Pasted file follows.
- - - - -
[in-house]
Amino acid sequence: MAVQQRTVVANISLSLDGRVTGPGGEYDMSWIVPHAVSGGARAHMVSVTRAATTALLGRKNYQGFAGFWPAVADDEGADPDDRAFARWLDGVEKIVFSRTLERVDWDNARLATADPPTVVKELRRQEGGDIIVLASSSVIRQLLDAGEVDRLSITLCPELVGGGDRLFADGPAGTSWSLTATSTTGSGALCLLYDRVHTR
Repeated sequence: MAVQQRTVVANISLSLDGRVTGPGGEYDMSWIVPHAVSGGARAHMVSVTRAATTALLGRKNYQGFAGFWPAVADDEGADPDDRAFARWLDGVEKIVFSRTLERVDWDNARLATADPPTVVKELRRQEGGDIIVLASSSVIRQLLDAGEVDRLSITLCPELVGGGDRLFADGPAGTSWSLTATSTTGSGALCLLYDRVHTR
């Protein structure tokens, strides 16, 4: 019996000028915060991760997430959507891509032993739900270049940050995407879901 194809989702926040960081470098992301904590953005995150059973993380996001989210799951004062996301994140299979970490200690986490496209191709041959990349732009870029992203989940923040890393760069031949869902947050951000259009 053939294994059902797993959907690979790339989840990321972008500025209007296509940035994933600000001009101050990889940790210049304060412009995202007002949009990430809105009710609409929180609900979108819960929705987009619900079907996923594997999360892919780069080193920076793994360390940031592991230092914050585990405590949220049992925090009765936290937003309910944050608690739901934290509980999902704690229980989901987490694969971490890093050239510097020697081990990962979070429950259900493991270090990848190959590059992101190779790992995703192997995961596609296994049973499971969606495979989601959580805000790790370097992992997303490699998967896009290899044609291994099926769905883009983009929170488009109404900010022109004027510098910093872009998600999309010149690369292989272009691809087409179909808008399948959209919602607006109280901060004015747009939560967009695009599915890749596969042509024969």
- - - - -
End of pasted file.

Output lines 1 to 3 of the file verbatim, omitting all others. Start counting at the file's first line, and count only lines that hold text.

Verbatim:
[in-house]
Amino acid sequence: MAVQQRTVVANISLSLDGRVTGPGGEYDMSWIVPHAVSGGARAHMVSVTRAATTALLGRKNYQGFAGFWPAVADDEGADPDDRAFARWLDGVEKIVFSRTLERVDWDNARLATADPPTVVKELRRQEGGDIIVLASSSVIRQLLDAGEVDRLSITLCPELVGGGDRLFADGPAGTSWSLTATSTTGSGALCLLYDRVHTR
Repeated sequence: MAVQQRTVVANISLSLDGRVTGPGGEYDMSWIVPHAVSGGARAHMVSVTRAATTALLGRKNYQGFAGFWPAVADDEGADPDDRAFARWLDGVEKIVFSRTLERVDWDNARLATADPPTVVKELRRQEGGDIIVLASSSVIRQLLDAGEVDRLSITLCPELVGGGDRLFADGPAGTSWSLTATSTTGSGALCLLYDRVHTR